“the dining guide to the stars”: parts 1 & 2

The first two installments of an unpublished, copyrighted short story. Humorous science-fiction. Good luck with that one, bub … | (c) Frank Rabey

 

The Dining Guide to the Stars

It even began badly. Piloting, on his own, against stringent advice, Clyde brought their craft down atop a man named Ted, who’d been out riding a stolen three-speed bicycle drunk through the rows of a grape vineyard.

Ted’s last words: “Oh, sweet Mary, mother of …”

Inside the ship, some discussion.

“Mother of whosit?” questioned Rufus, rifling then through the provision bag.

“No,” corrected the clipped voice of the language prompter, “mother of who is fine.”

“Mother of whatseruh?” Rufus tried again, his face still buried.

No!” repeated the language prompter, letting itself display a hint of irritation this time. “Mother of what is fine.”

Clyde tentatively settled one of what he was pretty confident was called his “fingers” atop a bright red button on the ship’s console. “Oh, no you don’t!” shouted the prompter. “You know he’s not ready to go out there. You’ll be …”

Lifting the finger-part from the depressed button, Clyde eyed the effective digit with begrudging respect, soaking in the sudden silence broken only by the sounds of his rummaging companion. He flexed the stubby, pink, pointy thing a few times, trying out a smile on his unfamiliar face. “Should have done that a lung tumor ago,” he observed absently. Rufus, glancing up from his fruitless search, grinned back at Clyde, hoping to imply comprehension. As best Rufus could recall, a tumor was something older human females shared in hushed tones over coffee, a popular hot drink.

Clyde had ignored the language prompter’s protests knowing full well the rest of its dire prediction, having endured the reality of it countless times before: His partner would compromise their assignment. Clyde had no doubt it was true. Rufus had a rare gift for failure.

Clyde pushed another button and the ship’s lower hatch whirred open. “Rufus,” he barked. “Come. Let we get this over with. We will eat again litter.”

Rufus eyed the provision bag fondly, but let it fall shut, as directed. The two then exited the sleek little craft with difficulty. Stepping down into this bright new world, their uncomfortably shod ambulation parts encountered fresh puddles of spilled human fluid. Clyde’s pinwheeling top limbs latched around the landing gear as Rufus careened helplessly forward, tumbling through crushed vines and collapsing alongside a pulpy pink mass.

What had once been the man Ted was now cleaved asunder beneath polished green-black Carluvian magnite, a metal otherwise unknown for several light years around.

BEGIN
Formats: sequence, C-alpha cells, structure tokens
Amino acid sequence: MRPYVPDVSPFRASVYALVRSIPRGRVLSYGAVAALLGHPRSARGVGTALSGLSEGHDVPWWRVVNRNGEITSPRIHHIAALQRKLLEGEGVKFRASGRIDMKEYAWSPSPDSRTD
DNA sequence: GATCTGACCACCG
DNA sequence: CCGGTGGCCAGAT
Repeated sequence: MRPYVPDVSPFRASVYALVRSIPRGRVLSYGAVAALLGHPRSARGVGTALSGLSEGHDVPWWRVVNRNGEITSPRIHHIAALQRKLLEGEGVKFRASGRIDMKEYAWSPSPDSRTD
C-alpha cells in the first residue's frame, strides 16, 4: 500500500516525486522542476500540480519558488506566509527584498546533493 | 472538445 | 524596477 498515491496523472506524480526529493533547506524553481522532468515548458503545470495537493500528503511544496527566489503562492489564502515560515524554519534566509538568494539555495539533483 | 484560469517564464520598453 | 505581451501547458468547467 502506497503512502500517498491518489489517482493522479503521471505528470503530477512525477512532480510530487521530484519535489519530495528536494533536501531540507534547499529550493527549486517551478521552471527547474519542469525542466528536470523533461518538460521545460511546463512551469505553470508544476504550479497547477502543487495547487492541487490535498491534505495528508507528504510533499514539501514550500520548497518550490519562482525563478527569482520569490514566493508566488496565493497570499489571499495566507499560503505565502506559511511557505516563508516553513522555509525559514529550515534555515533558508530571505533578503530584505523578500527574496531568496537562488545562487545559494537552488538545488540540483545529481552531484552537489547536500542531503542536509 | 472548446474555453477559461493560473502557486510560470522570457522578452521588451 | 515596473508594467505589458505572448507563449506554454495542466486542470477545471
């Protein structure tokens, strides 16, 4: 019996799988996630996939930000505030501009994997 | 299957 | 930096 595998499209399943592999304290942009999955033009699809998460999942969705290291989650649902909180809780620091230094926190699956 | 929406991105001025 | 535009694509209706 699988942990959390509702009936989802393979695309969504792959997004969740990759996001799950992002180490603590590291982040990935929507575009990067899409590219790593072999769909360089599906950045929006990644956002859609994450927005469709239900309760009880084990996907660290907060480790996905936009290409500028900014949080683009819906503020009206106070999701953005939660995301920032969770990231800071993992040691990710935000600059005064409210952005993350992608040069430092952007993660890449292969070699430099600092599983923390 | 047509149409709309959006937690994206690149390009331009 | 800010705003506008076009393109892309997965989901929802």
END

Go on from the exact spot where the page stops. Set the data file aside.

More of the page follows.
Rufus picked up a loose arm and immediately began to gnaw, even as he attempted to right himself. “Tastes like goolalullion,” he declared, more or less.

“Goolalullion?” Clyde repeated. He smacked Rufus in the face; it briefly left a mark. “Speak only the now language,” he said sharply.

“OK, yes. Yes. Tastes like … tastes like … .” Rufus shrugged.

“Chicken, fool!” snapped his partner. “It tastes like chicken.”

“Welcome to Earth,” read the copy of Let’s Go 2013: The Milky Way that Clyde’s cousin, Mergenp**ttens, had sent with them. “Everything tastes like chicken.”

&

Every world worth its salt has its chicken.

The goolalullion of Bulugatrass is smallish and squat, with dull eyes, a set of rudimentary flippers, four fleshy legs, a mottled outer skin that jiggles like warm custard, and an irrational fear of rain, which its handlers exploit in herding the idiot creatures. The goolalullion elicits a honking noise much like an Earth mallard when squeezed, and careens in circles for roughly three minutes once its head has been cut off. When it collapses finally in dizzy fatigue, the trick is to grab it, gut it and get it immediately to the cucklefan fryer; most popular eateries include a small holding pen in the center of the main dining area. Cutting off a goolalullion’s head alone won’t kill it; Wickerwen chefs do so merely to add a little drama to dining.

Children all over Bulugatrass recite some version of this rhyme: Goolalullion, goolalullion, your head falls and you run. Goolalullion, goolalullion, we’ll eat you when you’re done.”

It is for good reason that Bulugatrass is not mentioned, even in footnote, in the popular Art Worlds of the Talluna Sector.

There is no romance on Bulugatrass, and little that might be called sex. No long walks in the park, no contemplative stares at cascading sunsets. No TV, no painting, no theater, no movies, no music you would want to hear. No Chinese finger traps or professional wrestling.

On Bulugatrass, they love goolalullion dances. On Bulugatrass, they live to eat.

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